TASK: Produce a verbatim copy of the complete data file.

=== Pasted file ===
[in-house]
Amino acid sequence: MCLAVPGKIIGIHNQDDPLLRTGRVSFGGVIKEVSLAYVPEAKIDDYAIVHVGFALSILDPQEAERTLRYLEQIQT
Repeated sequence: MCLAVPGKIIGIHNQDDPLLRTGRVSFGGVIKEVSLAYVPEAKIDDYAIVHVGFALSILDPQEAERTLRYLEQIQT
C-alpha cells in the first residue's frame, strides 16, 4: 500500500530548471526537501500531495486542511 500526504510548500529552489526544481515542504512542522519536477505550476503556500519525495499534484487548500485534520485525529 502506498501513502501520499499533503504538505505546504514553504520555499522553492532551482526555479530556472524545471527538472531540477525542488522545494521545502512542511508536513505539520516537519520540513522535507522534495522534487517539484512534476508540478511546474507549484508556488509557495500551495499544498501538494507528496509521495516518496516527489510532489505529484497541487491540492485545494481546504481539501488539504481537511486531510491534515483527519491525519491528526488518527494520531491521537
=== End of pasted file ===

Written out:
[in-house]
Amino acid sequence: MCLAVPGKIIGIHNQDDPLLRTGRVSFGGVIKEVSLAYVPEAKIDDYAIVHVGFALSILDPQEAERTLRYLEQIQT
Repeated sequence: MCLAVPGKIIGIHNQDDPLLRTGRVSFGGVIKEVSLAYVPEAKIDDYAIVHVGFALSILDPQEAERTLRYLEQIQT
C-alpha cells in the first residue's frame, strides 16, 4: 500500500530548471526537501500531495486542511 500526504510548500529552489526544481515542504512542522519536477505550476503556500519525495499534484487548500485534520485525529 502506498501513502501520499499533503504538505505546504514553504520555499522553492532551482526555479530556472524545471527538472531540477525542488522545494521545502512542511508536513505539520516537519520540513522535507522534495522534487517539484512534476508540478511546474507549484508556488509557495500551495499544498501538494507528496509521495516518496516527489510532489505529484497541487491540492485545494481546504481539501488539504481537511486531510491534515483527519491525519491528526488518527494520531491521537